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Mr John Hayes - Home Office

Further to the Explanatory Memorandum I deposited on 29 June, the Government has decided not to opt in to two Council Decisions relating to signature of the new Additional Protocol to the Council of Europe Convention on the Prevention of Terrorism and the 2005 Convention.

The Additional Protocol contributes to the implementation of UN Security Council Resolution (UNSCR) 2178 on Threats to international peace and security caused by terrorist acts on tackling foreign fighters, which was unanimously adopted by the Security Council of the United Nations on 24 November 2014. It seeks to set a minimum standard for criminalisation of recruitment to, and receipt of training for, terrorism and the act of travelling abroad for the purpose of terrorism.

The UK participated fully in the development of the Additional Protocol and has legislation in place which is compliant with the requirements of the Additional Protocol and the Convention. While we consider there to be value in signing the Additional Protocol, I remain of the view that this is a matter for Member States and do not agree with the European Commissions assertion of exclusive EU competence.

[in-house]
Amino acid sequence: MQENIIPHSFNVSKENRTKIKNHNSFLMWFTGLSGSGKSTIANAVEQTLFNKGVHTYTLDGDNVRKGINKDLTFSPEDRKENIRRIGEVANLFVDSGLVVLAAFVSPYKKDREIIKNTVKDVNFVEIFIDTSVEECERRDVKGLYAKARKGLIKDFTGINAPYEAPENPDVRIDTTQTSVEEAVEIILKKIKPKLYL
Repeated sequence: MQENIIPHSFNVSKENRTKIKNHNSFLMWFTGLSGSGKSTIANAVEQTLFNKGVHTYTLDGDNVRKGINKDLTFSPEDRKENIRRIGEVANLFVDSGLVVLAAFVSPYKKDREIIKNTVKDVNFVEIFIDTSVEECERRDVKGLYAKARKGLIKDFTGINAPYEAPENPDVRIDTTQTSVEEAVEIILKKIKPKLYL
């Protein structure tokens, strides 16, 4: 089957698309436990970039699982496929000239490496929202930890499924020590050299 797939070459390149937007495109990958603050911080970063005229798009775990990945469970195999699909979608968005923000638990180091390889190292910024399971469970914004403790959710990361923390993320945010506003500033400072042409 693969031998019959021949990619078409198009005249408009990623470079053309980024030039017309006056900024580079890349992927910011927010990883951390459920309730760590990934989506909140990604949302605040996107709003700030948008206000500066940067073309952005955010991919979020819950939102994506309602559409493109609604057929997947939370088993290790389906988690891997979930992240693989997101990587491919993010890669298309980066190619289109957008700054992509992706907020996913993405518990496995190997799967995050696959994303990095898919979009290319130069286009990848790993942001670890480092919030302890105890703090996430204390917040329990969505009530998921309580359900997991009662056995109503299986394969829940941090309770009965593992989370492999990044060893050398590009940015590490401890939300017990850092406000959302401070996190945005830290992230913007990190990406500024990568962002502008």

Security is a matter for national governments and national parliaments. Whilst co-operation across borders is important indeed, often necessary it is for the UK to judge what is best done in our national interest. Not opting in to these proposals will ensure that the UK cannot be caught by any exercise of EU competence in this area, in line with the previous Governments decision not to opt back in to the EU Framework Decision 2002/475/JHA on combatting terrorism, as amended, under the Protocol 36 decision.

Mr David Gauke - HM Treasury

At the start of the last Parliament, the coalition set out its ambition to improve the tax policy making process through high levels of consultation and legislative scrutiny. That approach was welcomed by tax professionals, and more than 150 formal and informal consultations on tax changes took place over the past five years. The commitment to publish the majority of Finance Bill clauses in draft was also met.

This approach will continue into this Parliament. Following Summer Budget 2015, the Government has engaged with interested parties, seeking their views on more than 20 areas of tax policy for legislation in Finance Bill 2016. The next stage of consultation aims to ensure that the legislation works as intended.

Draft clauses to be included in Finance Bill 2016 will be published on Wednesday 9 December 2015, together with responses to policy consultations, explanatory notes, tax information and impact notes and other accompanying documents. The consultation on the draft legislation will be open until Wednesday 3 February 2016.


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